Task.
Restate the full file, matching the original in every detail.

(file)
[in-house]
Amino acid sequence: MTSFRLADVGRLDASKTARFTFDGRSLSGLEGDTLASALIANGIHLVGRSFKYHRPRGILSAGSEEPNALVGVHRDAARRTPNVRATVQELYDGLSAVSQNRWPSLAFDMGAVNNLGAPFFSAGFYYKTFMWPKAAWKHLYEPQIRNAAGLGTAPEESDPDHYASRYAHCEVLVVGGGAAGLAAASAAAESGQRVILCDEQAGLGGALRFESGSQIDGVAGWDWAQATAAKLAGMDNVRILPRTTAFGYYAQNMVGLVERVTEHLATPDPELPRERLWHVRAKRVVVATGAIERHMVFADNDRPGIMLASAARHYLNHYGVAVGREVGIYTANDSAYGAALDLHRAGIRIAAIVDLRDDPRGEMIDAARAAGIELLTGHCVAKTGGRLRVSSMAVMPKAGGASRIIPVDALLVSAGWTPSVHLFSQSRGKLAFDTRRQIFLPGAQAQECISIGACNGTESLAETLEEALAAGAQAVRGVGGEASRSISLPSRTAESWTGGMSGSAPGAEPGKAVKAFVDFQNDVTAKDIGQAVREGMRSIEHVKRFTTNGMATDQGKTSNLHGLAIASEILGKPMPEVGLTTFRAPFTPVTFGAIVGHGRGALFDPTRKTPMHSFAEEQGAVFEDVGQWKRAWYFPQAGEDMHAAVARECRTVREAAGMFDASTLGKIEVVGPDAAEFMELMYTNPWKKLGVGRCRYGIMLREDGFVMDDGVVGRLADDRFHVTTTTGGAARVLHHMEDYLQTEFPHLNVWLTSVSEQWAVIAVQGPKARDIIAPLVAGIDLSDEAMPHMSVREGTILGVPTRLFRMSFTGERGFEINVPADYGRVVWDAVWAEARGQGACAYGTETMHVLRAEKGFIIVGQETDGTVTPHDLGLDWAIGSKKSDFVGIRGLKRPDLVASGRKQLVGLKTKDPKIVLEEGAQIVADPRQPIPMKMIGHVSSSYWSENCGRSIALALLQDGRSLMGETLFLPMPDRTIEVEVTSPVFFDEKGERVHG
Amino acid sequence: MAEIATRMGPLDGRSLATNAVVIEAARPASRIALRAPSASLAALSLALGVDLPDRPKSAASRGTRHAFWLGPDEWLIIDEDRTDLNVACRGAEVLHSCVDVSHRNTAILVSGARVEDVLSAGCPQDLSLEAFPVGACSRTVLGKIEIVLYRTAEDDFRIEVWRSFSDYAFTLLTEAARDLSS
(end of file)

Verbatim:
[in-house]
Amino acid sequence: MTSFRLADVGRLDASKTARFTFDGRSLSGLEGDTLASALIANGIHLVGRSFKYHRPRGILSAGSEEPNALVGVHRDAARRTPNVRATVQELYDGLSAVSQNRWPSLAFDMGAVNNLGAPFFSAGFYYKTFMWPKAAWKHLYEPQIRNAAGLGTAPEESDPDHYASRYAHCEVLVVGGGAAGLAAASAAAESGQRVILCDEQAGLGGALRFESGSQIDGVAGWDWAQATAAKLAGMDNVRILPRTTAFGYYAQNMVGLVERVTEHLATPDPELPRERLWHVRAKRVVVATGAIERHMVFADNDRPGIMLASAARHYLNHYGVAVGREVGIYTANDSAYGAALDLHRAGIRIAAIVDLRDDPRGEMIDAARAAGIELLTGHCVAKTGGRLRVSSMAVMPKAGGASRIIPVDALLVSAGWTPSVHLFSQSRGKLAFDTRRQIFLPGAQAQECISIGACNGTESLAETLEEALAAGAQAVRGVGGEASRSISLPSRTAESWTGGMSGSAPGAEPGKAVKAFVDFQNDVTAKDIGQAVREGMRSIEHVKRFTTNGMATDQGKTSNLHGLAIASEILGKPMPEVGLTTFRAPFTPVTFGAIVGHGRGALFDPTRKTPMHSFAEEQGAVFEDVGQWKRAWYFPQAGEDMHAAVARECRTVREAAGMFDASTLGKIEVVGPDAAEFMELMYTNPWKKLGVGRCRYGIMLREDGFVMDDGVVGRLADDRFHVTTTTGGAARVLHHMEDYLQTEFPHLNVWLTSVSEQWAVIAVQGPKARDIIAPLVAGIDLSDEAMPHMSVREGTILGVPTRLFRMSFTGERGFEINVPADYGRVVWDAVWAEARGQGACAYGTETMHVLRAEKGFIIVGQETDGTVTPHDLGLDWAIGSKKSDFVGIRGLKRPDLVASGRKQLVGLKTKDPKIVLEEGAQIVADPRQPIPMKMIGHVSSSYWSENCGRSIALALLQDGRSLMGETLFLPMPDRTIEVEVTSPVFFDEKGERVHG
Amino acid sequence: MAEIATRMGPLDGRSLATNAVVIEAARPASRIALRAPSASLAALSLALGVDLPDRPKSAASRGTRHAFWLGPDEWLIIDEDRTDLNVACRGAEVLHSCVDVSHRNTAILVSGARVEDVLSAGCPQDLSLEAFPVGACSRTVLGKIEIVLYRTAEDDFRIEVWRSFSDYAFTLLTEAARDLSS